to the point that i can just tell him what the (small) job is and he can
get the materials and handle it himself. could really use the help. really
stressed out lately with the amount of work i need to do for people. backed
up projects in the pipeline all over the place and i'm still turning away
work basically every day. the shitty thing is that this last round of taxes
pretty much wiped us out so all this work seems to just tread water. i
guess that's what happens when you live in expensive city and have kids.
another example of the
small free market taking care of things that that larger institutions used
to take care of is the increase in podcasts and youtube channels that are
getting funding through patreon pledges. some of these channels are doing
what we used to expect from mainstream media outlets...sources that have
been failing us lately, i would argue. in the case of podcasts, there are
examples of shows that are looking into cold cases and getting things investigated
where the police failed to do their job. tara
grinstead's murder is one example of a cold case that was essentially
dropped for the last 12 years and suddenly got some arrests because a popular
podcast (funded by interested parties in the public) got the ball rolling
again and dug into the case some more.
this kind of thing (individuals
coming together to fund something they care about outside of the government)
is something that hardcore libertarians have claimed would happen organically
to fund even basic things like police and roads. i never believed it before,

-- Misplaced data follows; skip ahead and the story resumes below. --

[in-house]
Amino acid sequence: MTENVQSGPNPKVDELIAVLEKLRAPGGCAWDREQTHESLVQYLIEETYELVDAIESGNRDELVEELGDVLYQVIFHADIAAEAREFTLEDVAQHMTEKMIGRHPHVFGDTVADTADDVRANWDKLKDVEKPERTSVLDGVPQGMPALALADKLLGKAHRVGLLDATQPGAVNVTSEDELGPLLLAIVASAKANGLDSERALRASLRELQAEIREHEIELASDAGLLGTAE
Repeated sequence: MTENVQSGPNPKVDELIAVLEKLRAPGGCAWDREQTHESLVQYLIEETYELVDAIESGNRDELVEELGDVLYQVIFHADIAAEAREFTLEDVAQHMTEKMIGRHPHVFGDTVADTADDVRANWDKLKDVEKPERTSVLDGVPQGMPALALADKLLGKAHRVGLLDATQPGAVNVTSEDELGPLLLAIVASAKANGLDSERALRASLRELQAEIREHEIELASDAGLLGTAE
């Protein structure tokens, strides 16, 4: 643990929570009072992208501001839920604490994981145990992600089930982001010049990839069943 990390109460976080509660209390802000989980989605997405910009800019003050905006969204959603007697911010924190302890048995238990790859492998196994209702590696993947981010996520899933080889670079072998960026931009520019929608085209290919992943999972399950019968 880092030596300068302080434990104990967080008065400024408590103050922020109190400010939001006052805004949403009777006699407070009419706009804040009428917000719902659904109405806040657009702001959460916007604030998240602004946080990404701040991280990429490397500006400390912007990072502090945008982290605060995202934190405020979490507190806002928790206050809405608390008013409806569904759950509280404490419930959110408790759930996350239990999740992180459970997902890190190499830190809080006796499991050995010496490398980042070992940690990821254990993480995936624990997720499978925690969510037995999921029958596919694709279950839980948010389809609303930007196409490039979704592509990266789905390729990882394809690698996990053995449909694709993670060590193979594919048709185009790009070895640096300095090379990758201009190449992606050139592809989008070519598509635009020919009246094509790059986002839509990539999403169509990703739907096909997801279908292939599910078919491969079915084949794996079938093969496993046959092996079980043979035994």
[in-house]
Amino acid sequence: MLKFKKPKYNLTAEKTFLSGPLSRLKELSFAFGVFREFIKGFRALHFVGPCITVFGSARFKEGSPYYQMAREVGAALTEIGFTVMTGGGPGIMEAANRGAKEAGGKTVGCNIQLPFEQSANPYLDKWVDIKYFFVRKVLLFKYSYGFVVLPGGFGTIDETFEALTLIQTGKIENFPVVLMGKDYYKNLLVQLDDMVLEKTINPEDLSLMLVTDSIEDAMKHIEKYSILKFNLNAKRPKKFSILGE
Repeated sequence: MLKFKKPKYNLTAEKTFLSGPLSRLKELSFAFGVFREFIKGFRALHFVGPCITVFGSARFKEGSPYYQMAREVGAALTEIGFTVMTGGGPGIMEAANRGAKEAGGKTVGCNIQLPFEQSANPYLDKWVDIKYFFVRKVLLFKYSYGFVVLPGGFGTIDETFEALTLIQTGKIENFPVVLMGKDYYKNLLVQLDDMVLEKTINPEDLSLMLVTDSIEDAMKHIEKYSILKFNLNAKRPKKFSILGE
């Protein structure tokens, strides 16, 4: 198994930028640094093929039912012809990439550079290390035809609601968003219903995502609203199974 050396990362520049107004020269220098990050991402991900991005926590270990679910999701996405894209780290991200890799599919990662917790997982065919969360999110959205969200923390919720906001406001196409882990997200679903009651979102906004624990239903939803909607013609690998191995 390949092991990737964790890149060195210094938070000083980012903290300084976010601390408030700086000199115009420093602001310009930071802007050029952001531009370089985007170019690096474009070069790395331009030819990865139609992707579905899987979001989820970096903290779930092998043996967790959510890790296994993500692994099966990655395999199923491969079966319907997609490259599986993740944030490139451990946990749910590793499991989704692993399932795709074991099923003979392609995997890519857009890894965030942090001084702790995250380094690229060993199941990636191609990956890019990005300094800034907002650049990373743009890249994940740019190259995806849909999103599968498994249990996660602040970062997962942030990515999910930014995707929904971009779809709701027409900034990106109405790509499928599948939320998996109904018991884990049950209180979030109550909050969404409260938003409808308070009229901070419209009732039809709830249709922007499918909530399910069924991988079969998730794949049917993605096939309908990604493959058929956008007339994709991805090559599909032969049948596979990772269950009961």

but there's some truth to it after all. of course the downside is that
the poor can't afford to buy the same sort of justice. then again, roads
and policing in poor neighborhoods is almost a joke with the government
running it so...
antifa and black bloc have
been making waves around here lately. they don't seem to be getting much
mainstream press which is odd because usually the mainstream is looking
for controversy and sensational things to cover. maybe it's too regional
and they don't have a wide following? hopefully that's the case, but it
looks a lot more like the mainstream media ignoring a story because it
doesn't fit the narrative their reporters like.
depending where you look,
it does seem to be acceptable these days to be violent so long as you're
fighting a perceived oppressor. so, we're getting a lot of "punch a nazi"
type crap these days. so-called revolutionaries are saying things like
"by any means necessary" again, now that trump is in power. mother jones
had an article about "anti-racists" who are actually just against white
supremacy, as if racism were only a white phenomenon. they also covered
the recent protest at the MLK park in berkeley. i saw several of the videos
and there was plenty of dumb shit from both sides. the antifa folks were
tossing m-80s at the trump supporters and the trump supporters were more
than willing to shove and hit people. basically, it looked like a bunch
of idiots looking to fight because they think their politics matter. neither
group seemed to understand that they're just making the whole thing a sick
speaking of this stuff...was
at someone's house yesterday and saw this on the wall...a bit difficult
to see unless you zoom in, but it's kind of clever because anything a white
guy says about it just feeds the claim that the white male ego is "fragile"
and should be "handled with care." so i guess i won't say much about it,
lest i prove the artist right. it calls for the dismemberment of white
men or white male egos or something, can't quite figure it out. anyway,
that's the kind of stuff that is perfectly acceptable in our society, at
least as far as i can tell from the deafening silence this kind of stuff
gets in well-heeled circles.
the syria bombing is an